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  • Doily Allergen

Humanitarian Disaster Still Happening Despite Democrats’ Inspiring Tweets

biden in snow

People across the nation were devastated this week by a freakish cold snap that affected even the southernmost regions of the contiguous United States. In Texas alone, millions of people were left without power, running water, or shelter, all while facing unprecedented cold temperatures. Luckily, federal leadership stepped up in the face of this crisis.

“My thoughts are with those who are frozen into giant rectangular ice blocks in Texas right now,” tweeted Vice President Kamala Harris on Thursday night. “We need relief for Americans affected by this crisis immediately.”

More than 24 hours later, however, no relief had arrived, and the Vice President’s Twitter feed hadn’t so much as updated.

“You really can’t blame her,” said Daphne Cunningham from Austin. “Would I appreciate some aid? FEMA? Another tweet? Yes, of course, but I’m sure the reason she’s gone offline is because she’s so hard at work. In the meantime, while my kids and I are sleeping in three coats in our 27 degree house, I feel warmer just knowing she was thinking about us at 8:34pm the other day.”

Harris was not the only powerful Democrat to voice concerns about the disaster. “I am heartbroken to see the terrible damage in Texas today,” tweeted Senator Amy Klobuchar. “Climate change is real.”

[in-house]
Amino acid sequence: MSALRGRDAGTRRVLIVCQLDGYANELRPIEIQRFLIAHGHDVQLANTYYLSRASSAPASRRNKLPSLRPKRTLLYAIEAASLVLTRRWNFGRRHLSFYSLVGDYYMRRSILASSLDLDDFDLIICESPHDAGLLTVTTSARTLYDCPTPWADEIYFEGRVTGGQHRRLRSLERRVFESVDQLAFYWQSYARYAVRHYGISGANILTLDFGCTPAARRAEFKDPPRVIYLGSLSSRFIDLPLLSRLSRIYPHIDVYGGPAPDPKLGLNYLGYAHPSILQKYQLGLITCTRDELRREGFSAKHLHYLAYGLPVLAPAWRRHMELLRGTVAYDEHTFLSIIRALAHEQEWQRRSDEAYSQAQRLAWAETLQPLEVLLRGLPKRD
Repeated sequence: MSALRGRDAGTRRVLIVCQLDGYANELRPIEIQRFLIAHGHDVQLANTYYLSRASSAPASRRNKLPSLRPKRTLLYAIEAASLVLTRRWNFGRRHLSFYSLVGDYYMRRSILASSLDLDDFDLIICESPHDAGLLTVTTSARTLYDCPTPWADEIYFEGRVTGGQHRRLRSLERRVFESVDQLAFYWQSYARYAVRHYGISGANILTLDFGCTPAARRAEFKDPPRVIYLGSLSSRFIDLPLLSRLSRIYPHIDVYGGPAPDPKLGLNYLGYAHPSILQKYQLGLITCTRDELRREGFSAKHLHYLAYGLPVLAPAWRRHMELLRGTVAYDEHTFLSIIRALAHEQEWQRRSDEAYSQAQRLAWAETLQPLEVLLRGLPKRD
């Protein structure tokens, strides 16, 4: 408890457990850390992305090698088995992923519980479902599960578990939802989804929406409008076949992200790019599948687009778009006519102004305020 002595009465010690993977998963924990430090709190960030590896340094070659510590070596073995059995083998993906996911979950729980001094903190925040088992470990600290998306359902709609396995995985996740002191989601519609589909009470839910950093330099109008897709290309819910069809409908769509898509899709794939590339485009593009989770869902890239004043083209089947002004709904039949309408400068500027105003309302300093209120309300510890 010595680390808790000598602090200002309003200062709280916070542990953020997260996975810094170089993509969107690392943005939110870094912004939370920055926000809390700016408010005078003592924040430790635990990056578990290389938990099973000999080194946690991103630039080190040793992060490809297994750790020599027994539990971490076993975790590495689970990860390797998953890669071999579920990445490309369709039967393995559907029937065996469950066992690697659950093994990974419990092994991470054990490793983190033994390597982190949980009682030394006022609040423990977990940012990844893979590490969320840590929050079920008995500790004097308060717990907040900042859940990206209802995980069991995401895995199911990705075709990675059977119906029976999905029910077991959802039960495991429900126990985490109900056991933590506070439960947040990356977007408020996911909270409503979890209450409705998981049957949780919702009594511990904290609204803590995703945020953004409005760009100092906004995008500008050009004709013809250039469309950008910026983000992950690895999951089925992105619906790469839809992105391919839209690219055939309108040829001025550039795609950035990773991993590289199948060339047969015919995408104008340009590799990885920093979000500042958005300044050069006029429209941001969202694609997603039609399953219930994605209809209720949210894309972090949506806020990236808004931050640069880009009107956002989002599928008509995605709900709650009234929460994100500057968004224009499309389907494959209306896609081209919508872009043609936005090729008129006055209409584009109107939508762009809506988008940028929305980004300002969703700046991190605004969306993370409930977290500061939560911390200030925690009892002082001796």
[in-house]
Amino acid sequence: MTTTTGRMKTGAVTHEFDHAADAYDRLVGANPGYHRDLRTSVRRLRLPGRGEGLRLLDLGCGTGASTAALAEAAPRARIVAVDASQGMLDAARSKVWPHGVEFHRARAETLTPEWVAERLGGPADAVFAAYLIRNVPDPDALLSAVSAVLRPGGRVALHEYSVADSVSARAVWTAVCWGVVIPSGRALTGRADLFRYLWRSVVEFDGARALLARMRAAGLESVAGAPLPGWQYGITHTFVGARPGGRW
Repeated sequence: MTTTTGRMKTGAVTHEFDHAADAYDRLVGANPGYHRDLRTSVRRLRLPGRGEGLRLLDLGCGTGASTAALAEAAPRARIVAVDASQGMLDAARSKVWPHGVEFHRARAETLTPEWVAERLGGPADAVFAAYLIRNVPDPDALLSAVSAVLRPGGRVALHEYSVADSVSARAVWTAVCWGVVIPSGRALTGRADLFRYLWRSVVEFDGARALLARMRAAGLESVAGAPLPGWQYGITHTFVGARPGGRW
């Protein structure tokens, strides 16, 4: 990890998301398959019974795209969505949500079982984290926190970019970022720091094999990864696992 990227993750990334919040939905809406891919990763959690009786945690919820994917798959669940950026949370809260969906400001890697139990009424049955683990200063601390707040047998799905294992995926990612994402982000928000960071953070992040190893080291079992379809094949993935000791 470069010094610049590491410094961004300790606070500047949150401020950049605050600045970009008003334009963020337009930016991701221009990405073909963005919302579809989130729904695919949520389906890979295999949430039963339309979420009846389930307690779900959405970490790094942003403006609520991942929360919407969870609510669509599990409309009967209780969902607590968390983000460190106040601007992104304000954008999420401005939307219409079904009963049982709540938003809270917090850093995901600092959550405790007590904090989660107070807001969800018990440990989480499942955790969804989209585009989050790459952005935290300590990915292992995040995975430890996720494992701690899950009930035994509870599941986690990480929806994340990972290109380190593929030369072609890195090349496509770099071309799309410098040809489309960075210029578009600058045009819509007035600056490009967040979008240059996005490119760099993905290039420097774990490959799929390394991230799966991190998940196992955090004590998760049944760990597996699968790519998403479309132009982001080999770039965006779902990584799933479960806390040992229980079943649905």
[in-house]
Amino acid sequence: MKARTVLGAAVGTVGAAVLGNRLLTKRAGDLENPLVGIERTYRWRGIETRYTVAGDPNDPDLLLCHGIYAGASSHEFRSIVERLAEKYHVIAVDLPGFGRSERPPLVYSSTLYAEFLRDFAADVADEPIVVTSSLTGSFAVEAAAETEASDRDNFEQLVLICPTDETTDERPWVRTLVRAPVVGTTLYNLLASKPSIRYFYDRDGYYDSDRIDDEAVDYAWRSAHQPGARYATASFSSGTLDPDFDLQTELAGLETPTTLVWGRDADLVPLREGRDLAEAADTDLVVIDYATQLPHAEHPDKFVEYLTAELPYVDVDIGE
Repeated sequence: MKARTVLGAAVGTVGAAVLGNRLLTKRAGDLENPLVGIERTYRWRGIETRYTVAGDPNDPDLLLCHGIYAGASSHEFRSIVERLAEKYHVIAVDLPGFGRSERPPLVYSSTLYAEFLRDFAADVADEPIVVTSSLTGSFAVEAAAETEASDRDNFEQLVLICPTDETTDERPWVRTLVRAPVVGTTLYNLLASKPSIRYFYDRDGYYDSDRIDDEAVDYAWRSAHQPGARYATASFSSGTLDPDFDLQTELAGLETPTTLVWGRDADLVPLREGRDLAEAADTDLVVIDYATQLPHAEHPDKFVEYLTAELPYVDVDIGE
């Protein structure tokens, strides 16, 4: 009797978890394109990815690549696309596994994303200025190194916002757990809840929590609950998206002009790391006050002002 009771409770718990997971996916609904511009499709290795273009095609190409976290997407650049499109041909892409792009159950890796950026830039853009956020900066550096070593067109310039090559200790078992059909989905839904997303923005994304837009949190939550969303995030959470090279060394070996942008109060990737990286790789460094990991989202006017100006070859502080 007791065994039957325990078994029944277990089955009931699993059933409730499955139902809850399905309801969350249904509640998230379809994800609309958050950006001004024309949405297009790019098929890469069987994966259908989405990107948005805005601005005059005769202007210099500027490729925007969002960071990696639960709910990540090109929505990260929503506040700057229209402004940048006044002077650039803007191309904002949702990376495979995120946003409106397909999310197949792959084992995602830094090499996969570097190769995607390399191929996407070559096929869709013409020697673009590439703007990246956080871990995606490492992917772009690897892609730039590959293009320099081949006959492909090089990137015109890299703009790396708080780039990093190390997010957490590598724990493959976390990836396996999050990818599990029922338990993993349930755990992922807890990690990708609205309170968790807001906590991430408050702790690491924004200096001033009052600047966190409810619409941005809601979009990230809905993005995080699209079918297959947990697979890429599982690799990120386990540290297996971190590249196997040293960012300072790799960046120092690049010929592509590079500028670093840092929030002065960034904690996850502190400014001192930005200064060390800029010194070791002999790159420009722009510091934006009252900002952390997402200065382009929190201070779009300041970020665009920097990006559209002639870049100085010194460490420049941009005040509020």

“It was surprising when I read the tweet and looked at my kitchen and realized my pipes had still burst and the whole place was flooded,” said Mike Trevor from Dallas. “But still, it’s the thought that counts, right? Senator Klobuchar taking the time to post was just the support I needed. That’s solidarity.”

The disaster in Texas follows a harrowing year of bizarre natural disasters including wildfires on the west coast, hurricanes with record-breaking winds, a derecho in the midwest, and lava sharknadoes tearing through New England. But despite being the newest victims of the oncoming climate crisis, Texans are optimistic about the future given the new presidential administration.

“Things aren’t so bad. Biden’s gonna reverse all these climate disasters once he starts putting in the work on that plan to reduce emissions 25% by 2080, so it’ll be like they never even happened,” said UT Austin student Phillip Mason. “Really it’s just refreshing to have a president who believes in science,” he said, standing in front of his collapsing apartment complex.


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